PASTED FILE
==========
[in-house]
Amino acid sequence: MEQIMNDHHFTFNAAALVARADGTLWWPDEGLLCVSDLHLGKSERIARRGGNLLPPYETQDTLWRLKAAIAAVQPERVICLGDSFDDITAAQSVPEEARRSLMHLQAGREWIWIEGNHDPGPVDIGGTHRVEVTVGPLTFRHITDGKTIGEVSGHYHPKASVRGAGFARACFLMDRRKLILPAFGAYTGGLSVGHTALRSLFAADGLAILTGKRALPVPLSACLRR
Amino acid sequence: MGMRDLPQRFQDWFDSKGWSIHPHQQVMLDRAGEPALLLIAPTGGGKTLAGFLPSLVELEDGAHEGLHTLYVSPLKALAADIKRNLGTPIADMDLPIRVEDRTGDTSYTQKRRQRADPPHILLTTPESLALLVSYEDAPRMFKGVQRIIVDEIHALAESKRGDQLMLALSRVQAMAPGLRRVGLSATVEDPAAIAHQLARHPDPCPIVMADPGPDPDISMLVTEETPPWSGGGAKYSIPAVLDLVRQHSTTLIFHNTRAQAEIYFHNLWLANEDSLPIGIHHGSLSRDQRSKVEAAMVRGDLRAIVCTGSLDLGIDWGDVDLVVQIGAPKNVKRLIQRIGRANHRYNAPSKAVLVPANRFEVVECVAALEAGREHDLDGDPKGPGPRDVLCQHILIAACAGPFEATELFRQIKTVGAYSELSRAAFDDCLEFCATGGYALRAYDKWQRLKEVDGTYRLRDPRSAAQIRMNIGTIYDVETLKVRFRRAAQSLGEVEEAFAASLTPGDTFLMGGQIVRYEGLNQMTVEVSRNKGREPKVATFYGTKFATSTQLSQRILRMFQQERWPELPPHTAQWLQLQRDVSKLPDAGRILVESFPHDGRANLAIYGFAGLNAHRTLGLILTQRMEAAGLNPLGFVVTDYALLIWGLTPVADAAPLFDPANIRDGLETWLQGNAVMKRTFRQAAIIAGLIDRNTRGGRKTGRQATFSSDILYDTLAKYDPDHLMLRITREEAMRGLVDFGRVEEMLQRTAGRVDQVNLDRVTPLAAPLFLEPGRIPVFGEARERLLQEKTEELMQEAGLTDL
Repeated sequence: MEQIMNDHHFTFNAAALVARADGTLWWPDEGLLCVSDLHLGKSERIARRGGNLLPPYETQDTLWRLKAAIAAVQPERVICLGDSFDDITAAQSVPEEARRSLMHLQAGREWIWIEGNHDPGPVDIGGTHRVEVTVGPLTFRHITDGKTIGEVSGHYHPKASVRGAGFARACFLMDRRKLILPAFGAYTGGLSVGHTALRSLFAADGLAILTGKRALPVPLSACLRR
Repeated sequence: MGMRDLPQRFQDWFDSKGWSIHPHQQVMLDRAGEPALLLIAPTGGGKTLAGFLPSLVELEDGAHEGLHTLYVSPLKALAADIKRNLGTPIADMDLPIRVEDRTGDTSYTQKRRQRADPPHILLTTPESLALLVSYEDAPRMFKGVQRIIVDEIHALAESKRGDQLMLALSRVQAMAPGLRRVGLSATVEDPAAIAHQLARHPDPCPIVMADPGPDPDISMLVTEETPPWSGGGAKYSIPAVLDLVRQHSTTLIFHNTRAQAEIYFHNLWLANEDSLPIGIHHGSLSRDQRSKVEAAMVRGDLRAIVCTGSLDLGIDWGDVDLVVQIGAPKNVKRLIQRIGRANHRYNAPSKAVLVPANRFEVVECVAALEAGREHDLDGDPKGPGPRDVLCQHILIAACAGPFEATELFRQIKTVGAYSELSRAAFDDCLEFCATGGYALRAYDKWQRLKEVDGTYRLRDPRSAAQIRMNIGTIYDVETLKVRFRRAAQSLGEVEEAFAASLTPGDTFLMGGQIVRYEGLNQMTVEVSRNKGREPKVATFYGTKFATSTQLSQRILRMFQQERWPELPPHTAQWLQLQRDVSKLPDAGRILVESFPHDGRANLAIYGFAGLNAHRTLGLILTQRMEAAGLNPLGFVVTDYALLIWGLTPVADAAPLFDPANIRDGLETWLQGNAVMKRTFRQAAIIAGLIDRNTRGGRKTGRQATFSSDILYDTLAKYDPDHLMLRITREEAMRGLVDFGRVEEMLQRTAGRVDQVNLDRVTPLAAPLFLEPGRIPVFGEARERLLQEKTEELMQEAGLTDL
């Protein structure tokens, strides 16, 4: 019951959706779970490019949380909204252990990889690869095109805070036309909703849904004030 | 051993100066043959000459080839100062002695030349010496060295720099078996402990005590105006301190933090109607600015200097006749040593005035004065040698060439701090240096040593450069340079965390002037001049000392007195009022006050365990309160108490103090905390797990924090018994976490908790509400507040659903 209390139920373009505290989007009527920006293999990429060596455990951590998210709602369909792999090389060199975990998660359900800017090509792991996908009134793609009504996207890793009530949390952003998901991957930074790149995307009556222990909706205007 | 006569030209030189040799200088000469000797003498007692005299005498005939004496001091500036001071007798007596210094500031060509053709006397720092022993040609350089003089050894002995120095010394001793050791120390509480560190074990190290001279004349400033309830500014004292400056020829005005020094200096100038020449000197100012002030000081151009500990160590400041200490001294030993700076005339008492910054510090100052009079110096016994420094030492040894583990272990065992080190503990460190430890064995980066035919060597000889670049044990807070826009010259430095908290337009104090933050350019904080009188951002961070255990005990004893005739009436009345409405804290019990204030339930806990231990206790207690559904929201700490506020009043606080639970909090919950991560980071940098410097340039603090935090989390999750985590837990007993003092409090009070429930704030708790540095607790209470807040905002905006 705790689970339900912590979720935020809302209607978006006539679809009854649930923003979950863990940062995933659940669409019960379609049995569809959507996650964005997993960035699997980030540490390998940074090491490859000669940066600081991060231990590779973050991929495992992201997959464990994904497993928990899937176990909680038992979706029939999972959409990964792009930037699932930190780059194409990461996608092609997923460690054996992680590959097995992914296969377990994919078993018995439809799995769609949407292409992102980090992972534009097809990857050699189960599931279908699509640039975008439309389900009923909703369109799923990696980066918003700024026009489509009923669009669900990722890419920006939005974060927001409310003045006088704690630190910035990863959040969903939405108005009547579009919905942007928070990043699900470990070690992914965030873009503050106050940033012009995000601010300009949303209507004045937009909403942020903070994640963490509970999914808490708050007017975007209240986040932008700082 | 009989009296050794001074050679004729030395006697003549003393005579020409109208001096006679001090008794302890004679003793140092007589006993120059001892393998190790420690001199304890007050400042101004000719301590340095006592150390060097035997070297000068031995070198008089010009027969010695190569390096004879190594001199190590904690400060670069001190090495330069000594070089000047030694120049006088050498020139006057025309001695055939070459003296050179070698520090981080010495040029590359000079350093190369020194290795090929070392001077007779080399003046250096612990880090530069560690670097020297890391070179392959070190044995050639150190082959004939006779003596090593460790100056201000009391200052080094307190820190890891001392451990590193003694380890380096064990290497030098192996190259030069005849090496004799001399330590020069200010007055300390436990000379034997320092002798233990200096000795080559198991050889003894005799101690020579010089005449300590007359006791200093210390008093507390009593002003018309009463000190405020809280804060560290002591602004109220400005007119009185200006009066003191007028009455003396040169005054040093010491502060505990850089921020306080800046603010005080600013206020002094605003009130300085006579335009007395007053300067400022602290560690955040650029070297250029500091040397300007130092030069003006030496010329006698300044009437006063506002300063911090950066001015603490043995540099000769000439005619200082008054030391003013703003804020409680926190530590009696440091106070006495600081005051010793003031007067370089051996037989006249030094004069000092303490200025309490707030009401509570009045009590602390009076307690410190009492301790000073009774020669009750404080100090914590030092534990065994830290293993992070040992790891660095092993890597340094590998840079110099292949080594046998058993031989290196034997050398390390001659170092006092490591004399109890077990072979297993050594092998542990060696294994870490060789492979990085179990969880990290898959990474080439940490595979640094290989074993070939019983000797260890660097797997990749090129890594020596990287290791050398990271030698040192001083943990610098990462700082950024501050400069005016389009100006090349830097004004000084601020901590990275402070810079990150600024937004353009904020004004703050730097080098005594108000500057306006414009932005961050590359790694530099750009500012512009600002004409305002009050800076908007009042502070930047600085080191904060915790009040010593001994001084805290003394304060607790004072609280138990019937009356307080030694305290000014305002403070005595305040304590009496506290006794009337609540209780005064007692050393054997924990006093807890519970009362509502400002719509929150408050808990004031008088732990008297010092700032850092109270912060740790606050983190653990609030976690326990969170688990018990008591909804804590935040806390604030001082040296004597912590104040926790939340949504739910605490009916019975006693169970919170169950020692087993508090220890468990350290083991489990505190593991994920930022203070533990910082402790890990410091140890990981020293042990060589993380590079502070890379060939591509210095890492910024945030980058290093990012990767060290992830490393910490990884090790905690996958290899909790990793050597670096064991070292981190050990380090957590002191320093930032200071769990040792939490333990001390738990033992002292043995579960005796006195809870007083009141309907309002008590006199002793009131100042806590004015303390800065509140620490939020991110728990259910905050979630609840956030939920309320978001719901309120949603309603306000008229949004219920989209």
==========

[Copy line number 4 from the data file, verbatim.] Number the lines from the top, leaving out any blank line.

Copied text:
Repeated sequence: MEQIMNDHHFTFNAAALVARADGTLWWPDEGLLCVSDLHLGKSERIARRGGNLLPPYETQDTLWRLKAAIAAVQPERVICLGDSFDDITAAQSVPEEARRSLMHLQAGREWIWIEGNHDPGPVDIGGTHRVEVTVGPLTFRHITDGKTIGEVSGHYHPKASVRGAGFARACFLMDRRKLILPAFGAYTGGLSVGHTALRSLFAADGLAILTGKRALPVPLSACLRR